BAGHDAD, Iraq (CNN) -- American soldiers in northern Iraq found a mass grave containing 14 bodies, all believed to be Iraqi security forces or anti-insurgent Iraqis, the U.S. military said Monday.
Iraqis inspect damage to a house caused by an explosion Monday at an Iraqi army checkpoint in Baghdad.
All were shot in the head and had their hands tied behind their backs.
The Americans found the bodies Sunday south of Samarra in Salaheddin province.
The military said it suspects that al Qaeda in Iraq is responsible and that those killed were either Iraqi security forces or members of the Sons of Iraq, the grass-roots, anti-insurgent group backed by the United States.
Salaheddin residents "are standing up to al Qaeda throughout the province because of this and other atrocities committed against innocent people," said Lt. Col. Thomas Hauerwas of the Army's 101st Airborne Division. "Our sympathy and prayers go out to the families of these individuals."
In Baghdad, a pair of car bombings targeting Iraqi security forces killed at least 18 people and wounded dozens Monday, an Iraqi Interior Ministry official said. Watch twisted wreckage of cars after bomb blast »
In the deadliest attack, a parked car exploded near an Iraqi army patrol in central Baghdad, killing 15 people, including one soldier, and wounding 40 others.
Earlier, a suicide car bomb hit an Iraqi National Police checkpoint in eastern Baghdad, killing three officers and wounding nine others -- six police and three civilians, the Interior Ministry said.
The attacks came a day after another car bomb killed four Iraqi civilians and wounded six north of Baghdad in Salaheddin province, the U.S. military said. A child was among the dead.
An American military commander Monday said U.S.-led coalition forces are getting the "upper hand" in their fight against insurgents in Mosul -- a northern Iraqi city with a strong al Qaeda in Iraq presence.
U.S. and Iraqi troops have focused in recent weeks on Mosul, with the Iraqi military gearing up for a major offensive in and around the city.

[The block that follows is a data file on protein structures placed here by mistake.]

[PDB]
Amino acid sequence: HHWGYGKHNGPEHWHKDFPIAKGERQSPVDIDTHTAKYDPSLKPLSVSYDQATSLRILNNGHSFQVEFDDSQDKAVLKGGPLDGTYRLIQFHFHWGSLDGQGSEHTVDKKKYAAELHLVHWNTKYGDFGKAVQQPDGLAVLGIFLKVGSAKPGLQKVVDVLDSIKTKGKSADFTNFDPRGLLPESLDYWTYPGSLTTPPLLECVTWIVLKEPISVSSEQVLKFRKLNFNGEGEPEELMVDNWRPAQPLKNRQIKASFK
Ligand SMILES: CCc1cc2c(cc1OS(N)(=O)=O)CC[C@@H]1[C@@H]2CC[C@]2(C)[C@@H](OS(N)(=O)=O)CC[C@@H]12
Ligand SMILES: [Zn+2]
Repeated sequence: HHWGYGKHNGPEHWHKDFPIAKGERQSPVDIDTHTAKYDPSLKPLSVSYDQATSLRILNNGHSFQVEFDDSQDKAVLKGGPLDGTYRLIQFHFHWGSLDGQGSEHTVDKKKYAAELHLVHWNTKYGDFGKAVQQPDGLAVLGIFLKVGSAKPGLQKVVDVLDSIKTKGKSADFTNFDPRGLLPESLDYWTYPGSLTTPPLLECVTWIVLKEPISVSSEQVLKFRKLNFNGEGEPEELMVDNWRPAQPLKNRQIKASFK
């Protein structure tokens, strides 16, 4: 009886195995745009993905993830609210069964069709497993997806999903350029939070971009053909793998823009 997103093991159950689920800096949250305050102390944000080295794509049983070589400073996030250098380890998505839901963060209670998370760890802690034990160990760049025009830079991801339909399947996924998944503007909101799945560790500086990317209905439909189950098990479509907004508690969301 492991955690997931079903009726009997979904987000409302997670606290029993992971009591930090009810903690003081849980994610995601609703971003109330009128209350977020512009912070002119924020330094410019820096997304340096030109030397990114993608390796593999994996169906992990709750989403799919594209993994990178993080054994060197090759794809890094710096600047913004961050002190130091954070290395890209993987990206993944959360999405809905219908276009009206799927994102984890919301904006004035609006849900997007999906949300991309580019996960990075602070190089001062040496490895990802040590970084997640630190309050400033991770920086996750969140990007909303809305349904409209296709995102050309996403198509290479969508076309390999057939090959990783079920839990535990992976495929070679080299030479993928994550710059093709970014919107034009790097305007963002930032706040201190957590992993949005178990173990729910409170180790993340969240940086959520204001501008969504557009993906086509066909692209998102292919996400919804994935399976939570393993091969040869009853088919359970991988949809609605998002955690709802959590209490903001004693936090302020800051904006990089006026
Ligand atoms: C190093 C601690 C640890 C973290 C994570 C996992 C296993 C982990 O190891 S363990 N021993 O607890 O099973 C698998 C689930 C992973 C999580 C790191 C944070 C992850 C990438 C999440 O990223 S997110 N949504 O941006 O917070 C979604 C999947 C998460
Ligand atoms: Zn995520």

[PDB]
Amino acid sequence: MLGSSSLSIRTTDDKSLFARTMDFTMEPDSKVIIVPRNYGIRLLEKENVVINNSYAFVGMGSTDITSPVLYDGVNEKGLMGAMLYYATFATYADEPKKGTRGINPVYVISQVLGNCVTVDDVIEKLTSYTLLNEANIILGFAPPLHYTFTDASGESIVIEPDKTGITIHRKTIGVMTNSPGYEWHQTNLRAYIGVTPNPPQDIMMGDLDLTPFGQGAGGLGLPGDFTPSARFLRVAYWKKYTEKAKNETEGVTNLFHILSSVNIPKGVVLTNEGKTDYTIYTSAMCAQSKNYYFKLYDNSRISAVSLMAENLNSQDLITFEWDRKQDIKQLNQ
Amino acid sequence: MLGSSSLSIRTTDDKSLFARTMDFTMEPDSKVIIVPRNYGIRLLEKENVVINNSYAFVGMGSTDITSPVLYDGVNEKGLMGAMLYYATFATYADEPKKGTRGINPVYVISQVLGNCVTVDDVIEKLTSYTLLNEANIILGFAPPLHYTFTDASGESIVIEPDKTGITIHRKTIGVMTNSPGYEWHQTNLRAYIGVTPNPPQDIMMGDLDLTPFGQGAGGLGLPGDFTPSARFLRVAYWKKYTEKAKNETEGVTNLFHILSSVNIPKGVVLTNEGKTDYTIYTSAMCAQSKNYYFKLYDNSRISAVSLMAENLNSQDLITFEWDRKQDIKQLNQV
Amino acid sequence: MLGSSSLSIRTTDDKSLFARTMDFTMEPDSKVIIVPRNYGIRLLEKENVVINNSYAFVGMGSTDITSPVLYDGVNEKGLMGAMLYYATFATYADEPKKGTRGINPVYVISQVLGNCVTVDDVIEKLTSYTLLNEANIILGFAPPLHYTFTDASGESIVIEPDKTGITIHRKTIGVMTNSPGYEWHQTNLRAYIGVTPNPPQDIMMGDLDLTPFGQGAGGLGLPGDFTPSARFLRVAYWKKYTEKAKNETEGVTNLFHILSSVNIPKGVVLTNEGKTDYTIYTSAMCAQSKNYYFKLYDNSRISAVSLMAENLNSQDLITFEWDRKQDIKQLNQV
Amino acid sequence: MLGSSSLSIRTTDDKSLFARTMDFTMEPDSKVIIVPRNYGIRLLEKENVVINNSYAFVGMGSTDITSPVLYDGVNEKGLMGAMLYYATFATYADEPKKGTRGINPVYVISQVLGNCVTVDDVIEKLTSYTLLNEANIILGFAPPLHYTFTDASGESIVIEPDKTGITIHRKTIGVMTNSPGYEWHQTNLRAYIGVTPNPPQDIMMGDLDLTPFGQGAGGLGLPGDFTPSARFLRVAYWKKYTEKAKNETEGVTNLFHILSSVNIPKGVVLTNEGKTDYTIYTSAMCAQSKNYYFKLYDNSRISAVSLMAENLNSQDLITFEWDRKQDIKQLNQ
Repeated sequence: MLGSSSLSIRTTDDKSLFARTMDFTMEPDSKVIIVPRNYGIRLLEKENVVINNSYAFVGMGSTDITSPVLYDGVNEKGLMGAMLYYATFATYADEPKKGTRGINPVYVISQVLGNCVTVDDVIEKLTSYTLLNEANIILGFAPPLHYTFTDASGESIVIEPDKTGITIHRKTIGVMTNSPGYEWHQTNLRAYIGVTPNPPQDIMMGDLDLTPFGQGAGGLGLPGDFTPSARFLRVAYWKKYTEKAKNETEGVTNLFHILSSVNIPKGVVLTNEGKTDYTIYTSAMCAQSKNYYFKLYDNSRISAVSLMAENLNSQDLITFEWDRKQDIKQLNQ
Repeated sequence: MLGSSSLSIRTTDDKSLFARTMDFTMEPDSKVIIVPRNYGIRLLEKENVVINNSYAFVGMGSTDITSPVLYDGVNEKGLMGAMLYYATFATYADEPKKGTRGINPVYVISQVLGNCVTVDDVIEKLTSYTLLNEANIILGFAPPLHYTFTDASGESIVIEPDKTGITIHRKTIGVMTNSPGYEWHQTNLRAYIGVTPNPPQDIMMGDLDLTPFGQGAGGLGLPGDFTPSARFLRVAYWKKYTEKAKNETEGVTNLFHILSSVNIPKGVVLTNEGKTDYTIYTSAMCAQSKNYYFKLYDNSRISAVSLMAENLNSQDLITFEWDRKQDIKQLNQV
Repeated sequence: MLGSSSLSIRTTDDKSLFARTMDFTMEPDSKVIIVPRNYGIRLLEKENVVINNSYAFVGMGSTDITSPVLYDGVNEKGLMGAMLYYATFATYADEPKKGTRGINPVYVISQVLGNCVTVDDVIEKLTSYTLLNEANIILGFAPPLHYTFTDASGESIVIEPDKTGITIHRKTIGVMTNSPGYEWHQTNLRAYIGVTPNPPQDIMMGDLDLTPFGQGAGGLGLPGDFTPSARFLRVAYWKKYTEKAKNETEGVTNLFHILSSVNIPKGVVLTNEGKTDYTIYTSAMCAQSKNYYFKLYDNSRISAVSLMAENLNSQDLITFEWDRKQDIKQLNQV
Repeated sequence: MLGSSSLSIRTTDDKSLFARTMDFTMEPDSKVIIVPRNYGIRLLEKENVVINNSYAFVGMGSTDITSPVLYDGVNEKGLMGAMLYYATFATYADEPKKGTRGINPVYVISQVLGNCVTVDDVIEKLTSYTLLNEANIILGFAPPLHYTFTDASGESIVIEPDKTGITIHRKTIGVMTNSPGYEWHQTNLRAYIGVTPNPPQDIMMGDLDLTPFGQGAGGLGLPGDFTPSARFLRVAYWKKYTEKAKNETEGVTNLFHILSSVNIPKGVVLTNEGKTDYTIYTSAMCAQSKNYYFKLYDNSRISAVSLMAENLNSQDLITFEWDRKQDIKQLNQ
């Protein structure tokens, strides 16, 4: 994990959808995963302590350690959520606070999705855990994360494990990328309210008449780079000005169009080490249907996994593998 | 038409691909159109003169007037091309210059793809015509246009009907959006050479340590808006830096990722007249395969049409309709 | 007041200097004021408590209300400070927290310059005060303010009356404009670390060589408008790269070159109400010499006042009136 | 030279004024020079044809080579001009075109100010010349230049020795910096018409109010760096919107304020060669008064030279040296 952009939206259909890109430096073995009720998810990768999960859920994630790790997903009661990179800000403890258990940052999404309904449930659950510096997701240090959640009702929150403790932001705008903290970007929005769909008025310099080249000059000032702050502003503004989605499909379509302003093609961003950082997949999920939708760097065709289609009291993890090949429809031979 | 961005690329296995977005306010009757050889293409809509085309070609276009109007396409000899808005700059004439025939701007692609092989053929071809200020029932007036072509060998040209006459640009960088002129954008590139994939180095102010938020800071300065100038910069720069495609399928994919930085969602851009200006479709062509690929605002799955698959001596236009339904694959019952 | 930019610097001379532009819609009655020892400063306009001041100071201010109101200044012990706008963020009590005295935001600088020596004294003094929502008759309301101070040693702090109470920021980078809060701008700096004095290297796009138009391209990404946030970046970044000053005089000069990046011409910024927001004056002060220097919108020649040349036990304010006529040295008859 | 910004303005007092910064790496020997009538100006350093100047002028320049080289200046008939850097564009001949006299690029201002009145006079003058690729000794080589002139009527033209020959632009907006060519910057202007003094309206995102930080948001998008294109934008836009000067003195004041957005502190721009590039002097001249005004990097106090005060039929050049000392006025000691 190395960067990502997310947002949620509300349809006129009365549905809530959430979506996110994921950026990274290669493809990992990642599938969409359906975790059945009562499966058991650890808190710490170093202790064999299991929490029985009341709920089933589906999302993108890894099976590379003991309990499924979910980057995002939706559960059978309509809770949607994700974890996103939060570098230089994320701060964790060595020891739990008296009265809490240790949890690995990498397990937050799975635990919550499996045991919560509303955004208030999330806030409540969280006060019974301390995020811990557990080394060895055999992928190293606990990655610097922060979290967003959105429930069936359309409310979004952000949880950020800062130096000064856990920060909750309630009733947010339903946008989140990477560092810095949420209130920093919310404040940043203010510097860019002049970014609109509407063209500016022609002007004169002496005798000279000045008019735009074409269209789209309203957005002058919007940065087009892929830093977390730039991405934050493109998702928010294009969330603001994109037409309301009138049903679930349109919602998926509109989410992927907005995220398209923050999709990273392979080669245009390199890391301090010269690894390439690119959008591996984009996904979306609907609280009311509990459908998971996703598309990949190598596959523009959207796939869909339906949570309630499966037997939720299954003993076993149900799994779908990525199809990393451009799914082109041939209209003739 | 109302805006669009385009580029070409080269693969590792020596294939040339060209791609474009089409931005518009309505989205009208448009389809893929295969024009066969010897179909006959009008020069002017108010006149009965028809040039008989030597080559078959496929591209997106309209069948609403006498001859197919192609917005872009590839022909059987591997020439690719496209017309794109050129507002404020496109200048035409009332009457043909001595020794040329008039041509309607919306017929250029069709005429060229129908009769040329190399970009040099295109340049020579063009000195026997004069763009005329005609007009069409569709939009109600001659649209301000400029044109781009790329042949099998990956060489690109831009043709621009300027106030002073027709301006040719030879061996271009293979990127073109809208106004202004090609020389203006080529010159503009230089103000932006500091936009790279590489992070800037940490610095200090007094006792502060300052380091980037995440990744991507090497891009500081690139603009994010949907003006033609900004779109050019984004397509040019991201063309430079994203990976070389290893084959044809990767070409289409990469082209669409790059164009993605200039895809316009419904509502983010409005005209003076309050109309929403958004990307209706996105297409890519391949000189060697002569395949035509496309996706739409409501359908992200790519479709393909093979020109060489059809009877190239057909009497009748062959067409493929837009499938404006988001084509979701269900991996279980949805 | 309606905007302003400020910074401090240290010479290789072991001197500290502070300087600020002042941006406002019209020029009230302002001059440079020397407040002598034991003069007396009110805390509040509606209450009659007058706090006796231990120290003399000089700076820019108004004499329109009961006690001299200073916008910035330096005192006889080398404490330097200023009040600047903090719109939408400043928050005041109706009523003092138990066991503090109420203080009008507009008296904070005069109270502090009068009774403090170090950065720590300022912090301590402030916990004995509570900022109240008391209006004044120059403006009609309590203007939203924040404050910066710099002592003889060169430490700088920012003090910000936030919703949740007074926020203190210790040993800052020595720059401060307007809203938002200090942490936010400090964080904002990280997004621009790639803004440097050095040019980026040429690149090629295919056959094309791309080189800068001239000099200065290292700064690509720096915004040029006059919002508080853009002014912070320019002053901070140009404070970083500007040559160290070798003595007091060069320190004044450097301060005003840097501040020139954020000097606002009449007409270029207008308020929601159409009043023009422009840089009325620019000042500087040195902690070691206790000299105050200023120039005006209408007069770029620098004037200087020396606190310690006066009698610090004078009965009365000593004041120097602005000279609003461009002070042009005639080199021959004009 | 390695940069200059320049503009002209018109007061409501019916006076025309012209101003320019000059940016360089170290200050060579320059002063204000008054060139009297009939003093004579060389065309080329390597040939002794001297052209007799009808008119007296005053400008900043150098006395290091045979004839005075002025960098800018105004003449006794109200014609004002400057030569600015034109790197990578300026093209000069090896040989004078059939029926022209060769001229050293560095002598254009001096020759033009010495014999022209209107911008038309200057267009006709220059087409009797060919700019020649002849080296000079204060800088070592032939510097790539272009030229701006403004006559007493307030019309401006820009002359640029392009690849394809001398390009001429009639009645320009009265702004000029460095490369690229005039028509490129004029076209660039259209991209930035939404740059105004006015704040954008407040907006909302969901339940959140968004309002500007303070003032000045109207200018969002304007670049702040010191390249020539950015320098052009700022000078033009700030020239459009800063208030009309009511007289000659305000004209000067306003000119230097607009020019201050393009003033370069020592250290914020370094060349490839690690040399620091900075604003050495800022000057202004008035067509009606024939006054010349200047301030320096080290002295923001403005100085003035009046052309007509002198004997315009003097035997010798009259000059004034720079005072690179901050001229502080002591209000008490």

Troops are making gains and can go anywhere they choose in the city, though some districts are more hostile than others, Army Brig. Gen. Tony Thomas told reporters at the Pentagon, speaking from Baghdad.
"We've seized the initiative, and we have the upper hand," Thomas said. "We think we're disrupting the enemy."
Meanwhile, Jordanian Prince Hassan on Monday expressed outrage at last week's kidnapping of a Chaldean Catholic archbishop in Mosul and the killings of three of the cleric's guards.
"It shocks us greatly to learn of these crimes against those men and women who carry the Abrahamic message of love, peace and brotherhood," said a statement from Hassan, who heads Jordan's Royal Institute for Inter-Faith Studies.
A U.S. military spokesman said Sunday "a great deal of effort" was under way by the Iraqi police and army and the coalition to find Archbishop Paulus Faraj Rahho, who was abducted Friday.
"These holy men must not be made victims of conflict, nor should they pay a price for political quarrels under any circumstances," Hassan said.
Hassan is a member of Jordan's Hashemite royal family, which traces its roots to Islam's Prophet Mohammed. Once in line to succeed his late brother, King Hussein, Hassan was recently awarded the 2008 Niwano Peace Prize for his work on Middle East peace and interfaith dialogue.
Christians are a tiny fraction of Iraq's population. An estimated 1.2 million Christians lived in Iraq before the 2003 U.S. invasion, and about half have remained, according to the U.S. State Department's 2007 Report on International Religious Freedom, citing a top Chaldean official.
Christian religious sites and religious leaders have come under frequent attacks.
Also Monday, Iranian President Mahmoud Ahmadinejad, heading home from Iraq after a two-day visit, again touted the closer relations between Tehran and Baghdad and reiterated his criticism of the United States.
"No one likes them," Ahmadinejad said. "This is the wish of regional nations -- that is the withdrawal of foreigners from this region."
Ahmadinejad's visit was greeted warmly by Iraq's Shiite Muslim leadership, who have had longtime links with Iran that predate Saddam Hussein's toppling. At the same time, many Sunni Muslims in Iraq are opposed to the Iranian regime and have demonstrated against his visit. E-mail to a friend